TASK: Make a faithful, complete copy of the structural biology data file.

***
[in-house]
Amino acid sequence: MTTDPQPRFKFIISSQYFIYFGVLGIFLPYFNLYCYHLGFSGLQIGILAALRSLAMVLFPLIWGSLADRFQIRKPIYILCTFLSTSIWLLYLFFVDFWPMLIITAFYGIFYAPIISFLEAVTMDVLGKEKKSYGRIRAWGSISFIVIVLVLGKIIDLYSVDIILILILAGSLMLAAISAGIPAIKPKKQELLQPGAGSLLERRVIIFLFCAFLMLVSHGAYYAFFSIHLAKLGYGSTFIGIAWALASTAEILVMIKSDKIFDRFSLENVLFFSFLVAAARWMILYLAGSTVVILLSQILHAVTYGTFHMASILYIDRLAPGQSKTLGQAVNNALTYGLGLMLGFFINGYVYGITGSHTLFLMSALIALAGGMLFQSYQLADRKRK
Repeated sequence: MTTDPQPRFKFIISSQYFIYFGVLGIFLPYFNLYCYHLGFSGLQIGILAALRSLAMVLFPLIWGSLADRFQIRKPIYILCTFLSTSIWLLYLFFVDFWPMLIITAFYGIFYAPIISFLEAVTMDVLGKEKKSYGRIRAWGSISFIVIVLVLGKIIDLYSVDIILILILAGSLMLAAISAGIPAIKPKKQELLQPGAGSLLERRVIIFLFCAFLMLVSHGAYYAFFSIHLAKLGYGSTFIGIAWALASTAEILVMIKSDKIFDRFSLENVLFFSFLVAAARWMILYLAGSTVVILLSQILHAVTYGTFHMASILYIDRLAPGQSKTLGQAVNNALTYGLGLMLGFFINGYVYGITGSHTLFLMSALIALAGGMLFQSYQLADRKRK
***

[in-house]
Amino acid sequence: MTTDPQPRFKFIISSQYFIYFGVLGIFLPYFNLYCYHLGFSGLQIGILAALRSLAMVLFPLIWGSLADRFQIRKPIYILCTFLSTSIWLLYLFFVDFWPMLIITAFYGIFYAPIISFLEAVTMDVLGKEKKSYGRIRAWGSISFIVIVLVLGKIIDLYSVDIILILILAGSLMLAAISAGIPAIKPKKQELLQPGAGSLLERRVIIFLFCAFLMLVSHGAYYAFFSIHLAKLGYGSTFIGIAWALASTAEILVMIKSDKIFDRFSLENVLFFSFLVAAARWMILYLAGSTVVILLSQILHAVTYGTFHMASILYIDRLAPGQSKTLGQAVNNALTYGLGLMLGFFINGYVYGITGSHTLFLMSALIALAGGMLFQSYQLADRKRK
Repeated sequence: MTTDPQPRFKFIISSQYFIYFGVLGIFLPYFNLYCYHLGFSGLQIGILAALRSLAMVLFPLIWGSLADRFQIRKPIYILCTFLSTSIWLLYLFFVDFWPMLIITAFYGIFYAPIISFLEAVTMDVLGKEKKSYGRIRAWGSISFIVIVLVLGKIIDLYSVDIILILILAGSLMLAAISAGIPAIKPKKQELLQPGAGSLLERRVIIFLFCAFLMLVSHGAYYAFFSIHLAKLGYGSTFIGIAWALASTAEILVMIKSDKIFDRFSLENVLFFSFLVAAARWMILYLAGSTVVILLSQILHAVTYGTFHMASILYIDRLAPGQSKTLGQAVNNALTYGLGLMLGFFINGYVYGITGSHTLFLMSALIALAGGMLFQSYQLADRKRK